Tuesday, August 18, 2015

A Month until Pope Francis and the World Meeting of Families!

Dear Parishioners,

In just about a month Pope Francis will be in Philadelphia (September 26-27) for the conclusion of the World Meeting of Families (September 22-25).  There is a dedicated web site for this momentous occasion (www.worldmeeting2015.org) if you would like more information.  A link is available from our parish web page.

The last world meeting of this kind was held in Milan, Italy in 2012 and drew over one million people to the Papal Mass with Pope Benedict XVI

The World Meeting of Families was initially conceived by Pope Saint John Paul II in 1992 to look at strengthening the sacred bonds of the family unit across the globe. The initial meeting took place in Rome in 1994 for the International Year of the Family.

Every three years since 1994, families from all over the world are invited by the Holy Father to attend this global gathering.  According to the WMOF web site: “At the conference, families share their thoughts, dialogue and prayers, working together to grow as individuals and family units.  Families can participate in discussion groups on the Christian family’s role in the church and society, led by many distinguished speakers.”  Some of the speakers include Bishop-elect Robert Barron (Word on Fire), Scott Hahn, Cardinal Robert Sarah, Cardinal Peter Turkson, Cardinal Gerald Lacroix (Primate of Canada), Cardinal Luis Tagle (Philippines), Cardinal Sean O’Malley (Boston), Cardinal Willem Eijk, Helen Alvare, Janet Smith, Christopher West—just to name but a few of the distinguished guests and speakers.  The occasion will feature some of the best scholars from around the world.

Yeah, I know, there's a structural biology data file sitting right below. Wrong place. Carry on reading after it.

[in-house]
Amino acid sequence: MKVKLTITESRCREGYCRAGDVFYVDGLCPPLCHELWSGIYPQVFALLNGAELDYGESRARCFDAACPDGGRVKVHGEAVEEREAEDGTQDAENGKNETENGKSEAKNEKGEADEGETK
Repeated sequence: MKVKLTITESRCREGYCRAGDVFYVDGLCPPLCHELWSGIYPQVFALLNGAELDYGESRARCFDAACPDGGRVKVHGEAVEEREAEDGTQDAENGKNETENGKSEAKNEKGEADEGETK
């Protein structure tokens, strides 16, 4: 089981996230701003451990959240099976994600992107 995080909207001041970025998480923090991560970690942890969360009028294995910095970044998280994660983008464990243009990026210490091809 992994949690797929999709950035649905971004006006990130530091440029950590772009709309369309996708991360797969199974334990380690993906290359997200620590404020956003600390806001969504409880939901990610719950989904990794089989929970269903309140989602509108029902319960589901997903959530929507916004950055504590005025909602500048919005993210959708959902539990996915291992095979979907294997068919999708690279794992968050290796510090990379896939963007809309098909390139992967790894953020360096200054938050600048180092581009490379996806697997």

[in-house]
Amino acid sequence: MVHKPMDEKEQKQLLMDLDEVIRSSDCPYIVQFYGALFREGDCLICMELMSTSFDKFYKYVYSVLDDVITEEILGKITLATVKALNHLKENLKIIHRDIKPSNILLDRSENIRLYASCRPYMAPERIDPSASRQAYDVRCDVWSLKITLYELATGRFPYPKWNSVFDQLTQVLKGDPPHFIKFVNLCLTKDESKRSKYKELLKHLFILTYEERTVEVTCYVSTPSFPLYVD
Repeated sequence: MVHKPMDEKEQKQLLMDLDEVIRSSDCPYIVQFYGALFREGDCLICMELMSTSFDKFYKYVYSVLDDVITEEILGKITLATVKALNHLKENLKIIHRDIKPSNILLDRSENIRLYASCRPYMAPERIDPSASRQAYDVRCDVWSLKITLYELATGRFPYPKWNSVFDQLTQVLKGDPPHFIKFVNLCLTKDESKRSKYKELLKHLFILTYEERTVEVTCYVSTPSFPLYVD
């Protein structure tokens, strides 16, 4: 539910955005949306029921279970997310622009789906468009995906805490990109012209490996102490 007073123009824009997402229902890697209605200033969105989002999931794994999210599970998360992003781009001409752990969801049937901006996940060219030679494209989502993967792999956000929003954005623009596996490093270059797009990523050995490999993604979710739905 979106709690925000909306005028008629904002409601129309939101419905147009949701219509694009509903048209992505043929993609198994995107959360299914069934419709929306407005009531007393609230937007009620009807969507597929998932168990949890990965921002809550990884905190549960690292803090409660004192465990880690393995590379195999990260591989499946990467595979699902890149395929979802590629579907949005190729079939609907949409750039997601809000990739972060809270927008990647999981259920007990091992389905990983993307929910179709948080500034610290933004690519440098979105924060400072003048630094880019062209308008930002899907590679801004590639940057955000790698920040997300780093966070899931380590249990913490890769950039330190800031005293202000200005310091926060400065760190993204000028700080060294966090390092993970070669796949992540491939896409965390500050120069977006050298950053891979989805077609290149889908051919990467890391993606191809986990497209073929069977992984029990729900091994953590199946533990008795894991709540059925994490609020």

Archbishop Charles J. Chaput of Philadelphia informs us that “Our theme, ‘Love Is Our Mission: The Family Fully Alive’ was inspired by the early Church Father, St. Irenaeus, who wrote ‘the Glory of God is man fully alive.’ The glory of men and women is their capacity to love as God loves – and no better means exists to teach the meaning of love than the family. His Holiness, Pope Francis also inspired the theme. He embodies the message of mercy, joy and love at the heart of the Gospel.”

The entire event will culminate with a Papal Mass (Sunday, September 27, 4 PM) celebrated by Pope Francis on the Benjamin Franklin Parkway, famous for many notable buildings along its path including the Philadelphia Museum of Art and City Hall.

Please pray for the success of the World Meeting of Families and for Pope Francis. The family is the core building block of society and the Domestic Church. When our families are strong, united and live according to God’s design for them, our society is that much better off.

Fr. Ed Namiotka

Wednesday, August 5, 2015

"Sir, Give Us This Bread Always"

Dear Parishioners,

One of the things that I enjoy (in the food category) when I vacation on the Caribbean island of St. Maarten / St. Martin, is the fresh baked bread.  Every morning you will see a number of people heading to a bakery or local grocery store to get a baguette or some type of fresh baked French bread.  The bread is outstanding, in my humble opinion.  Crispy crust, soft inside, great taste . . . .  Smother it in butter with a cup of coffee and I’m perfectly happy for breakfast.